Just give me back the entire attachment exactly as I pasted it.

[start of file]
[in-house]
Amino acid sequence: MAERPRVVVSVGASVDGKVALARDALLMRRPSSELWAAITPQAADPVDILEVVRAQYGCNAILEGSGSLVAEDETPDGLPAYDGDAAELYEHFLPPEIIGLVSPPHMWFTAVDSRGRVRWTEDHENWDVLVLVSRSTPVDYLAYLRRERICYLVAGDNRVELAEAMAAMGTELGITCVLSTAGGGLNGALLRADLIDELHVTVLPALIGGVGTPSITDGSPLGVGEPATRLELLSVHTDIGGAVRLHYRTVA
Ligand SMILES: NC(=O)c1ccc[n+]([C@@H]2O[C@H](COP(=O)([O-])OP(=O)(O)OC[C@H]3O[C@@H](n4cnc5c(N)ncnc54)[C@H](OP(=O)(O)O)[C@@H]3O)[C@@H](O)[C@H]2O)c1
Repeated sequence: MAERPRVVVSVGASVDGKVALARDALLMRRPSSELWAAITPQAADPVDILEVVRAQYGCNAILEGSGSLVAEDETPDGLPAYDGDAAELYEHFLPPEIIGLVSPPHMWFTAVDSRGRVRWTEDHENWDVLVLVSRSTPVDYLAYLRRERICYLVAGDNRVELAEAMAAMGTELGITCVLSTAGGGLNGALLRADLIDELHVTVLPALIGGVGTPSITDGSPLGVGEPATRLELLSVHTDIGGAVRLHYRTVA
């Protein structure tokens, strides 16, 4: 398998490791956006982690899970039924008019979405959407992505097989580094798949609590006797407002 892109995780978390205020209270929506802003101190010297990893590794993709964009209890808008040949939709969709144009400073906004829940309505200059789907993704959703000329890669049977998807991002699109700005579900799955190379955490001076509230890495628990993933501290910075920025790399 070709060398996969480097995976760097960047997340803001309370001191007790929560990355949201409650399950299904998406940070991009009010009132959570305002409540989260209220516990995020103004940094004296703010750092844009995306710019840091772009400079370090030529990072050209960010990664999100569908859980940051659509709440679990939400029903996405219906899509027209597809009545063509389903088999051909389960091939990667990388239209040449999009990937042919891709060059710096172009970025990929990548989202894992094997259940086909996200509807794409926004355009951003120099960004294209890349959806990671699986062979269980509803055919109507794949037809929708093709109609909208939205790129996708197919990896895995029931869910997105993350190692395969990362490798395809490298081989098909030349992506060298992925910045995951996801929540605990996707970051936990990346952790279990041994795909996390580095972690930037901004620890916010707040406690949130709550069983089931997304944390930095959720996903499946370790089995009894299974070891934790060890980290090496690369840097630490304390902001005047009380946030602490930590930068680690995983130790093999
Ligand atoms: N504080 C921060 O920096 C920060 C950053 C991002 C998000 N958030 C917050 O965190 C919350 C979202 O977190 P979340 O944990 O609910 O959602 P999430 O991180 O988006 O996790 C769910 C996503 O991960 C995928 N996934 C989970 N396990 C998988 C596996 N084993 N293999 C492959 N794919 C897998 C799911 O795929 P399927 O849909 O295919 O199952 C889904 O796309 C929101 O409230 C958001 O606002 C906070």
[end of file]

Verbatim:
[in-house]
Amino acid sequence: MAERPRVVVSVGASVDGKVALARDALLMRRPSSELWAAITPQAADPVDILEVVRAQYGCNAILEGSGSLVAEDETPDGLPAYDGDAAELYEHFLPPEIIGLVSPPHMWFTAVDSRGRVRWTEDHENWDVLVLVSRSTPVDYLAYLRRERICYLVAGDNRVELAEAMAAMGTELGITCVLSTAGGGLNGALLRADLIDELHVTVLPALIGGVGTPSITDGSPLGVGEPATRLELLSVHTDIGGAVRLHYRTVA
Ligand SMILES: NC(=O)c1ccc[n+]([C@@H]2O[C@H](COP(=O)([O-])OP(=O)(O)OC[C@H]3O[C@@H](n4cnc5c(N)ncnc54)[C@H](OP(=O)(O)O)[C@@H]3O)[C@@H](O)[C@H]2O)c1
Repeated sequence: MAERPRVVVSVGASVDGKVALARDALLMRRPSSELWAAITPQAADPVDILEVVRAQYGCNAILEGSGSLVAEDETPDGLPAYDGDAAELYEHFLPPEIIGLVSPPHMWFTAVDSRGRVRWTEDHENWDVLVLVSRSTPVDYLAYLRRERICYLVAGDNRVELAEAMAAMGTELGITCVLSTAGGGLNGALLRADLIDELHVTVLPALIGGVGTPSITDGSPLGVGEPATRLELLSVHTDIGGAVRLHYRTVA
């Protein structure tokens, strides 16, 4: 398998490791956006982690899970039924008019979405959407992505097989580094798949609590006797407002 892109995780978390205020209270929506802003101190010297990893590794993709964009209890808008040949939709969709144009400073906004829940309505200059789907993704959703000329890669049977998807991002699109700005579900799955190379955490001076509230890495628990993933501290910075920025790399 070709060398996969480097995976760097960047997340803001309370001191007790929560990355949201409650399950299904998406940070991009009010009132959570305002409540989260209220516990995020103004940094004296703010750092844009995306710019840091772009400079370090030529990072050209960010990664999100569908859980940051659509709440679990939400029903996405219906899509027209597809009545063509389903088999051909389960091939990667990388239209040449999009990937042919891709060059710096172009970025990929990548989202894992094997259940086909996200509807794409926004355009951003120099960004294209890349959806990671699986062979269980509803055919109507794949037809929708093709109609909208939205790129996708197919990896895995029931869910997105993350190692395969990362490798395809490298081989098909030349992506060298992925910045995951996801929540605990996707970051936990990346952790279990041994795909996390580095972690930037901004620890916010707040406690949130709550069983089931997304944390930095959720996903499946370790089995009894299974070891934790060890980290090496690369840097630490304390902001005047009380946030602490930590930068680690995983130790093999
Ligand atoms: N504080 C921060 O920096 C920060 C950053 C991002 C998000 N958030 C917050 O965190 C919350 C979202 O977190 P979340 O944990 O609910 O959602 P999430 O991180 O988006 O996790 C769910 C996503 O991960 C995928 N996934 C989970 N396990 C998988 C596996 N084993 N293999 C492959 N794919 C897998 C799911 O795929 P399927 O849909 O295919 O199952 C889904 O796309 C929101 O409230 C958001 O606002 C906070």